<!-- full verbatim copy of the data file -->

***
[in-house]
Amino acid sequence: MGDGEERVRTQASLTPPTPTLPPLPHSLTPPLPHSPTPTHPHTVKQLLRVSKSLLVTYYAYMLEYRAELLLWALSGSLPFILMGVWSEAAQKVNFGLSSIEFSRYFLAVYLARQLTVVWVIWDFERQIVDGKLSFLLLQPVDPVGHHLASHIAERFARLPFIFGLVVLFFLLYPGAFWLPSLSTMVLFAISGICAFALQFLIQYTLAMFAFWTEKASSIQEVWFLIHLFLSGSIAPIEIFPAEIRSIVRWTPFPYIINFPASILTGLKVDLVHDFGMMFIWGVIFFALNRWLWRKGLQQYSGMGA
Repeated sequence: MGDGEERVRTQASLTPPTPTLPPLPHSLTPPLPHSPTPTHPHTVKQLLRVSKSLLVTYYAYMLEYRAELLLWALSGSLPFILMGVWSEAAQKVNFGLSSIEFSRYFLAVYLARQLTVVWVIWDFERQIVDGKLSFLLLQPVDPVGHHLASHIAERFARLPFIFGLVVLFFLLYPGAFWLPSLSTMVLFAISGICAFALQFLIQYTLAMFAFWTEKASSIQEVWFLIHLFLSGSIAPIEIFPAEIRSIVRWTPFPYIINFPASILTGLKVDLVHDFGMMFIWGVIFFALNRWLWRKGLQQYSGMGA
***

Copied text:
[in-house]
Amino acid sequence: MGDGEERVRTQASLTPPTPTLPPLPHSLTPPLPHSPTPTHPHTVKQLLRVSKSLLVTYYAYMLEYRAELLLWALSGSLPFILMGVWSEAAQKVNFGLSSIEFSRYFLAVYLARQLTVVWVIWDFERQIVDGKLSFLLLQPVDPVGHHLASHIAERFARLPFIFGLVVLFFLLYPGAFWLPSLSTMVLFAISGICAFALQFLIQYTLAMFAFWTEKASSIQEVWFLIHLFLSGSIAPIEIFPAEIRSIVRWTPFPYIINFPASILTGLKVDLVHDFGMMFIWGVIFFALNRWLWRKGLQQYSGMGA
Repeated sequence: MGDGEERVRTQASLTPPTPTLPPLPHSLTPPLPHSPTPTHPHTVKQLLRVSKSLLVTYYAYMLEYRAELLLWALSGSLPFILMGVWSEAAQKVNFGLSSIEFSRYFLAVYLARQLTVVWVIWDFERQIVDGKLSFLLLQPVDPVGHHLASHIAERFARLPFIFGLVVLFFLLYPGAFWLPSLSTMVLFAISGICAFALQFLIQYTLAMFAFWTEKASSIQEVWFLIHLFLSGSIAPIEIFPAEIRSIVRWTPFPYIINFPASILTGLKVDLVHDFGMMFIWGVIFFALNRWLWRKGLQQYSGMGA